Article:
Could my diastasis recti also be causing me to leak?

Stress incontinence is the leakage of urine that occurs with extra stress or exertion to the body. Activities that can bring on this leakage include coughing, sneezing, laughing, running, jumping, squats, jumping jacks, etc. It's a little-known fact that when functioning properly, your pelvic floor and abdominal muscles should work together to avoid this type of incontinence.

If your abdominal muscles are unable to properly support the abdomen because they are separated from a diastasis recti, the abdominal pressure caused by these activities is too much for the pelvic floor to withstand on its own and incontinence can occur. We need the pelvic floor muscles to support our bladder and keep it sealed so leakage doesn’t happen. And they can’t do this without properly functioning abdominal muscles. In fact, 50% of women that have a diastasis recti also have incontinence!

If the pelvic floor has to do all of the support work, these muscles can become too tight over time. If pelvic floor tightness occurs, it can become problematic. When the pelvic floor muscles are already in a contracted or tightened state, they can’t contract any further to prevent leakage. We need our diaphragm, abdominals, and pelvic floor to work as a team and to function normally to help prevent issues with leakage and other pelvic floor issues.

Can I prevent back pain and incontinence?

If you are pregnant or have recently had a baby, the first step is to determine whether or not you have a diastasis recti.  Over 60% of women will have a diastasis recti after pregnancy (but some statistics suggest 100% of women have one).  In order to prevent back pain and incontinence, it is crucial that you start healing the diastasis recti right away. Part of this process also includes retraining your posture. It is common for women to get stuck in a bad posture after pregnancy (ever noticed the postpartum flat booty??).  Correcting bad posture will also help prevent back pain and incontinence. Another aspect of prevention includes a comprehensive look at your back, pelvis, hips, and pelvic floor by a physical therapist to resolve all root issues.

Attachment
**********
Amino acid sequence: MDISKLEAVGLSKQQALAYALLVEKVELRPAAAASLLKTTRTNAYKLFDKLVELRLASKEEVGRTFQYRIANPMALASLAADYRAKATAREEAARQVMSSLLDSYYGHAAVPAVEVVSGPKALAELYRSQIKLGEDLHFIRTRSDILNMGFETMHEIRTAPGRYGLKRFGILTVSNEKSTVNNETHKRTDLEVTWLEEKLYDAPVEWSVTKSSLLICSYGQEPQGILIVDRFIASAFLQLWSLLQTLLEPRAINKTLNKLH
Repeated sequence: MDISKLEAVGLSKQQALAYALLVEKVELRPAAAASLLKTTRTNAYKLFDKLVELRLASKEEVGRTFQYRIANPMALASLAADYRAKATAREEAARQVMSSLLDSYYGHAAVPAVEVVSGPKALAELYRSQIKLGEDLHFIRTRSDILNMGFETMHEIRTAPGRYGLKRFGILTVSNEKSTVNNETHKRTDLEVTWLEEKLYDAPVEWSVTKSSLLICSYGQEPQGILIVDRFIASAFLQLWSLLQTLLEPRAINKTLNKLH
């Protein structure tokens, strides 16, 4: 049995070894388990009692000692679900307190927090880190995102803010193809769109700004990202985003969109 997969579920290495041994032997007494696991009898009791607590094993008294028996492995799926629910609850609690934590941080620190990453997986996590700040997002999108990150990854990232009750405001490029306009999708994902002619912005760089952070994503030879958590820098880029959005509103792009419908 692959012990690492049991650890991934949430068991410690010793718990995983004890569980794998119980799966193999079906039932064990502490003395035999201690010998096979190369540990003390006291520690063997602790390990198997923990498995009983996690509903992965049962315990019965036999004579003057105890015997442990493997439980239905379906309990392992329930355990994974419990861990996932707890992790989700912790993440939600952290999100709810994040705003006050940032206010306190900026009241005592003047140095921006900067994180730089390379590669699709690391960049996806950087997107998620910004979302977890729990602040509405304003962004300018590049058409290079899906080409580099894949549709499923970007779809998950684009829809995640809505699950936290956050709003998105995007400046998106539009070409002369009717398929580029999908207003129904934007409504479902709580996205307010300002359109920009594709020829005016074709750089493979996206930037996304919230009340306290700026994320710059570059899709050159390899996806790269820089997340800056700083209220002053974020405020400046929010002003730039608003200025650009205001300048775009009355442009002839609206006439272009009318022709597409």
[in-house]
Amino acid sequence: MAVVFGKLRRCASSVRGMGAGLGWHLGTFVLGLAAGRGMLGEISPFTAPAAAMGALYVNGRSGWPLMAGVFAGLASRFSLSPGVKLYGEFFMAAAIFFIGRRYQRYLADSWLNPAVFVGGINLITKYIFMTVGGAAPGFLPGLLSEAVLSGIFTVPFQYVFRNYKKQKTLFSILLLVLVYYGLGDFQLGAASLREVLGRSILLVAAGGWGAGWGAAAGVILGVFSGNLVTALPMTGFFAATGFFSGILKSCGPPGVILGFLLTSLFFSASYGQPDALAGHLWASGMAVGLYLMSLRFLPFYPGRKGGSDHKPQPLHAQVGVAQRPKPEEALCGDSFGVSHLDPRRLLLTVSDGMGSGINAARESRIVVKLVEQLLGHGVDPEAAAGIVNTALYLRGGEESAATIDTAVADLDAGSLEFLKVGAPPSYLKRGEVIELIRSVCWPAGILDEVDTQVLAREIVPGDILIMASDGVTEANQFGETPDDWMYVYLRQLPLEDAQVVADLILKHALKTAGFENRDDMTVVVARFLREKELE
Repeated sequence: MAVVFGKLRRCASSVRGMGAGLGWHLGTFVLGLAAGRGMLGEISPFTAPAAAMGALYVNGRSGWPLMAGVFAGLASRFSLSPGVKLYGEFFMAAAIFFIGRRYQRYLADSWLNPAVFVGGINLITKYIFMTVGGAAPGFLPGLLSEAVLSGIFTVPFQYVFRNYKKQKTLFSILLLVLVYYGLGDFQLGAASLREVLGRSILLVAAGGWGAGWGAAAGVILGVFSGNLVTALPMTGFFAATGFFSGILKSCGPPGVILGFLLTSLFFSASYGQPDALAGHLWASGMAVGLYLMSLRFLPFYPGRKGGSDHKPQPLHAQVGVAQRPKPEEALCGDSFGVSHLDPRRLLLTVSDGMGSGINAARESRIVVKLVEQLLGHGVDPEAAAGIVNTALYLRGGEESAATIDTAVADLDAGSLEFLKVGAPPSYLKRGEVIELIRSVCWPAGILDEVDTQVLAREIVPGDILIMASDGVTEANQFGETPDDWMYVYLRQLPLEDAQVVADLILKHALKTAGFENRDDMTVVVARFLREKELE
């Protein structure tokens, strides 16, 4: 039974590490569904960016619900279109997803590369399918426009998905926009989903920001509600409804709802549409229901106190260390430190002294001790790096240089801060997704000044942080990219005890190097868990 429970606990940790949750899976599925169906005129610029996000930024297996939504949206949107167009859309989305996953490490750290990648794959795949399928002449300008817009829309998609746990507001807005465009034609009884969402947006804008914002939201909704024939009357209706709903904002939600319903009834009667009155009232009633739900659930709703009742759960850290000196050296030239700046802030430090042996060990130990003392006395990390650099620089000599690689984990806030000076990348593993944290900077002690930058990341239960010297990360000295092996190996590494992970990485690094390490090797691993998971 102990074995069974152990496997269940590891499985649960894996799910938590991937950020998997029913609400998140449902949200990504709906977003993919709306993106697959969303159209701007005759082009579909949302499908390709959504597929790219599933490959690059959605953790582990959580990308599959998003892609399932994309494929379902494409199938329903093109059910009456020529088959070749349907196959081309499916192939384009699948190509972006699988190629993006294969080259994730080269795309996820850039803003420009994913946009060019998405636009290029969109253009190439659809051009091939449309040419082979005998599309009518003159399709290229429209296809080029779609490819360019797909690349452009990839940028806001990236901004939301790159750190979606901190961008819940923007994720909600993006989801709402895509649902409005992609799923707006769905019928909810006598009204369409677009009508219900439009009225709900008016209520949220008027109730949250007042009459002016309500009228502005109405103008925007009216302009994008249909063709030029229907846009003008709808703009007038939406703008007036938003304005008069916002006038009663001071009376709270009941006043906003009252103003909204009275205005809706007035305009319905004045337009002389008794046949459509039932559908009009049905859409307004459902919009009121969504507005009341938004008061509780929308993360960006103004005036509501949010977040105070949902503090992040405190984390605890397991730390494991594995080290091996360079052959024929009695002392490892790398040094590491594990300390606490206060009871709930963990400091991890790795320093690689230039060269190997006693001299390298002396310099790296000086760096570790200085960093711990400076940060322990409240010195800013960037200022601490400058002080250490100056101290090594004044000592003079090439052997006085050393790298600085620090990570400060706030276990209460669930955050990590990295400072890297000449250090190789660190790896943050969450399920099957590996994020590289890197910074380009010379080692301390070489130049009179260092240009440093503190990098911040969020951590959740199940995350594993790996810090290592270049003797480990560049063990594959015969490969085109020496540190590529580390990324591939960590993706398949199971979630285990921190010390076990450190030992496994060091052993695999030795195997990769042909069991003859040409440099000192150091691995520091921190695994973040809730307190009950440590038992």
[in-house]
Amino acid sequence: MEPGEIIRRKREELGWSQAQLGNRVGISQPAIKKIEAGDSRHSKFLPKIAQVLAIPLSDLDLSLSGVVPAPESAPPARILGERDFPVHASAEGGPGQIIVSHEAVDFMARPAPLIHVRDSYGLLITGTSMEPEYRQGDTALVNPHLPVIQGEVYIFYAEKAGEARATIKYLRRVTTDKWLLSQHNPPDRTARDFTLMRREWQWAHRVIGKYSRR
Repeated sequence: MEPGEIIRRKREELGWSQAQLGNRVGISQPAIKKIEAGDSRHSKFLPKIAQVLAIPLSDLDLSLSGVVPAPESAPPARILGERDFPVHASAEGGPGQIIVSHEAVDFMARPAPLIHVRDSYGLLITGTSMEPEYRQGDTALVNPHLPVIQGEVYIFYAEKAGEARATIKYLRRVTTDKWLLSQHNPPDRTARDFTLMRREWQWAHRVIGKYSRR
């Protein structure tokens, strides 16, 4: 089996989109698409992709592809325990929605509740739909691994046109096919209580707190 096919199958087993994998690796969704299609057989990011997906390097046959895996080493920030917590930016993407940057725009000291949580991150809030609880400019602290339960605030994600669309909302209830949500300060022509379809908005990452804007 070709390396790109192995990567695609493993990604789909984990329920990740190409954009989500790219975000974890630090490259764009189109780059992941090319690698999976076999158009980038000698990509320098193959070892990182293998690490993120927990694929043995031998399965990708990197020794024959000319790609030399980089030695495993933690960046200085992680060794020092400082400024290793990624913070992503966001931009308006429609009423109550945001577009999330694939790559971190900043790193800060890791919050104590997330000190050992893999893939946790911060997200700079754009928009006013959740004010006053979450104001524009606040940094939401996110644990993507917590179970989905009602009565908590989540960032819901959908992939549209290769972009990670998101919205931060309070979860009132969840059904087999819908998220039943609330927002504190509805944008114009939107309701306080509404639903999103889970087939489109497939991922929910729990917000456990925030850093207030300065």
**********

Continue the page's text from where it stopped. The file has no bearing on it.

How can I heal my diastasis recti?

There is so much information out there about what to do to “fix” a diastasis recti, and it can be really confusing.  Most sources tell women to avoid sit ups, twisting movements, or any abdominal exercise or contraction against gravity.  

These suggestions just aren’t realistic or functional for new moms!  

With that being said, it is beneficial to limit sit-ups or twisting exercises during the healing phase postpartum or while undergoing physical therapy. However, it doesn’t mean you can never perform those exercises again.  

Core exercise is also very dependent on a woman’s baseline level of strength and how her diastasis recti responds to certain movements. It is key to work on retraining the transverse abdominis muscle in order to take some of the load off of the obliques and give deeper core support to the low back. Deep core strength is key when it comes to providing support to the spine and pelvis.  Check out our video of a diastasis recti safe exercise that targets the transverse abdominus.

It can also be helpful to stretch the obliques if they are too tight.  When the oblique muscles are tight, they pull on the separation in the middle of the abdomen since they are linked to the same connective tissue.  This often leads to the “distended” appearance that can be common with a diastasis recti. In addition, most women require hands-on, manual treatment to help heal the damaged connective tissue and return to their prior level of activity. Working with a pelvic floor physical therapist will address these contributing factors that limit healing of the diastasis recti. 

For more information on diastasis recti and how to heal it, download our FREE REPORT, "Everything You Need to Know About Diastasis Recti" to help get you started now.

Free Diastasis Recti Guide